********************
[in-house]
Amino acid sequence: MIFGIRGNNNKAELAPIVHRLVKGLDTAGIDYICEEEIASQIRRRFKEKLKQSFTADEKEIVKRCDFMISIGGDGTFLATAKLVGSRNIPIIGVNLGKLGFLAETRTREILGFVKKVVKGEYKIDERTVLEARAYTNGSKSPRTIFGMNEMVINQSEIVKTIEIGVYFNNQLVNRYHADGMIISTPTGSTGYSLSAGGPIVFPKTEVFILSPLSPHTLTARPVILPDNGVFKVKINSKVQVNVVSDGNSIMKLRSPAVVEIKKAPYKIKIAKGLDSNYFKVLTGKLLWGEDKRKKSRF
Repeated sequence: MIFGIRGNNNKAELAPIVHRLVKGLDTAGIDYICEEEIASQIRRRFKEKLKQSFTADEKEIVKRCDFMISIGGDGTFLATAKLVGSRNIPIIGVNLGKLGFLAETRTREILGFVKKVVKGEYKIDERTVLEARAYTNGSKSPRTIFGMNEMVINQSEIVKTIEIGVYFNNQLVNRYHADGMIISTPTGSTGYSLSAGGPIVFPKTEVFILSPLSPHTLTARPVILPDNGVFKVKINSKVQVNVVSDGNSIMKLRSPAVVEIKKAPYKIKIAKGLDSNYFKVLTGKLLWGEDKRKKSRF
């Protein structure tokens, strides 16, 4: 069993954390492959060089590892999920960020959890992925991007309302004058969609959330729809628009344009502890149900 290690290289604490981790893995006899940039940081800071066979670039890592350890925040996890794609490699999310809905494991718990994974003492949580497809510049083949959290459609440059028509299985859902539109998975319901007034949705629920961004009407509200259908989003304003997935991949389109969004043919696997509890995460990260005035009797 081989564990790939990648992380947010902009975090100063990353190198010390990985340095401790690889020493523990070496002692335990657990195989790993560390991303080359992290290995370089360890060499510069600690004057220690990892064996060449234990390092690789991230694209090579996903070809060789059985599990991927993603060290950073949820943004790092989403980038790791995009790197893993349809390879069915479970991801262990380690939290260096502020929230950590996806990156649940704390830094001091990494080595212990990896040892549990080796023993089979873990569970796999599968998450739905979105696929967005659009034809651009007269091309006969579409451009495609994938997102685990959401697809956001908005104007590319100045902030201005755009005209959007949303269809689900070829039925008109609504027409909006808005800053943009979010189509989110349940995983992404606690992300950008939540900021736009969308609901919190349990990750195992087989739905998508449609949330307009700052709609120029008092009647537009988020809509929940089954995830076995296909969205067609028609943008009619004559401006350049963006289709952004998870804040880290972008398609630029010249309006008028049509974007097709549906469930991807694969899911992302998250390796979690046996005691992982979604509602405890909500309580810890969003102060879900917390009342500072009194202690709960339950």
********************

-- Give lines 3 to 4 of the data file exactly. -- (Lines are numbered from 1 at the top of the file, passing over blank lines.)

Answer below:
Repeated sequence: MIFGIRGNNNKAELAPIVHRLVKGLDTAGIDYICEEEIASQIRRRFKEKLKQSFTADEKEIVKRCDFMISIGGDGTFLATAKLVGSRNIPIIGVNLGKLGFLAETRTREILGFVKKVVKGEYKIDERTVLEARAYTNGSKSPRTIFGMNEMVINQSEIVKTIEIGVYFNNQLVNRYHADGMIISTPTGSTGYSLSAGGPIVFPKTEVFILSPLSPHTLTARPVILPDNGVFKVKINSKVQVNVVSDGNSIMKLRSPAVVEIKKAPYKIKIAKGLDSNYFKVLTGKLLWGEDKRKKSRF
């Protein structure tokens, strides 16, 4: 069993954390492959060089590892999920960020959890992925991007309302004058969609959330729809628009344009502890149900 290690290289604490981790893995006899940039940081800071066979670039890592350890925040996890794609490699999310809905494991718990994974003492949580497809510049083949959290459609440059028509299985859902539109998975319901007034949705629920961004009407509200259908989003304003997935991949389109969004043919696997509890995460990260005035009797 081989564990790939990648992380947010902009975090100063990353190198010390990985340095401790690889020493523990070496002692335990657990195989790993560390991303080359992290290995370089360890060499510069600690004057220690990892064996060449234990390092690789991230694209090579996903070809060789059985599990991927993603060290950073949820943004790092989403980038790791995009790197893993349809390879069915479970991801262990380690939290260096502020929230950590996806990156649940704390830094001091990494080595212990990896040892549990080796023993089979873990569970796999599968998450739905979105696929967005659009034809651009007269091309006969579409451009495609994938997102685990959401697809956001908005104007590319100045902030201005755009005209959007949303269809689900070829039925008109609504027409909006808005800053943009979010189509989110349940995983992404606690992300950008939540900021736009969308609901919190349990990750195992087989739905998508449609949330307009700052709609120029008092009647537009988020809509929940089954995830076995296909969205067609028609943008009619004559401006350049963006289709952004998870804040880290972008398609630029010249309006008028049509974007097709549906469930991807694969899911992302998250390796979690046996005691992982979604509602405890909500309580810890969003102060879900917390009342500072009194202690709960339950």